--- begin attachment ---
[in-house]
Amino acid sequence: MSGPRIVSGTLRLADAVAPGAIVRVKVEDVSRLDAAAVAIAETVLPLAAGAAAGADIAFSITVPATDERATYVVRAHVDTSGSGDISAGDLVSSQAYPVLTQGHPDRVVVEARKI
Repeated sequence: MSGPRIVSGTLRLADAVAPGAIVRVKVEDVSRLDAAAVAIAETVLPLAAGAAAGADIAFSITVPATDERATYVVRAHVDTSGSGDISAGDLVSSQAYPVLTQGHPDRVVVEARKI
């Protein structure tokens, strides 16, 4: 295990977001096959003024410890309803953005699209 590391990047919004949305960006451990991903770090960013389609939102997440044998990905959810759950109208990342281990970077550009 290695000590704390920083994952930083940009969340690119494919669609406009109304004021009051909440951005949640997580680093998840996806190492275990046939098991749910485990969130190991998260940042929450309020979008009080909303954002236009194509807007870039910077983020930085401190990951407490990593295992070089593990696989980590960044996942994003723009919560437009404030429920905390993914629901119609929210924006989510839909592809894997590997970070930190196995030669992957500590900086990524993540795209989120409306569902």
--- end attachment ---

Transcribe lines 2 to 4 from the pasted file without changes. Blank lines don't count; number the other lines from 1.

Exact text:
Amino acid sequence: MSGPRIVSGTLRLADAVAPGAIVRVKVEDVSRLDAAAVAIAETVLPLAAGAAAGADIAFSITVPATDERATYVVRAHVDTSGSGDISAGDLVSSQAYPVLTQGHPDRVVVEARKI
Repeated sequence: MSGPRIVSGTLRLADAVAPGAIVRVKVEDVSRLDAAAVAIAETVLPLAAGAAAGADIAFSITVPATDERATYVVRAHVDTSGSGDISAGDLVSSQAYPVLTQGHPDRVVVEARKI
């Protein structure tokens, strides 16, 4: 295990977001096959003024410890309803953005699209 590391990047919004949305960006451990991903770090960013389609939102997440044998990905959810759950109208990342281990970077550009 290695000590704390920083994952930083940009969340690119494919669609406009109304004021009051909440951005949640997580680093998840996806190492275990046939098991749910485990969130190991998260940042929450309020979008009080909303954002236009194509807007870039910077983020930085401190990951407490990593295992070089593990696989980590960044996942994003723009919560437009404030429920905390993914629901119609929210924006989510839909592809894997590997970070930190196995030669992957500590900086990524993540795209989120409306569902």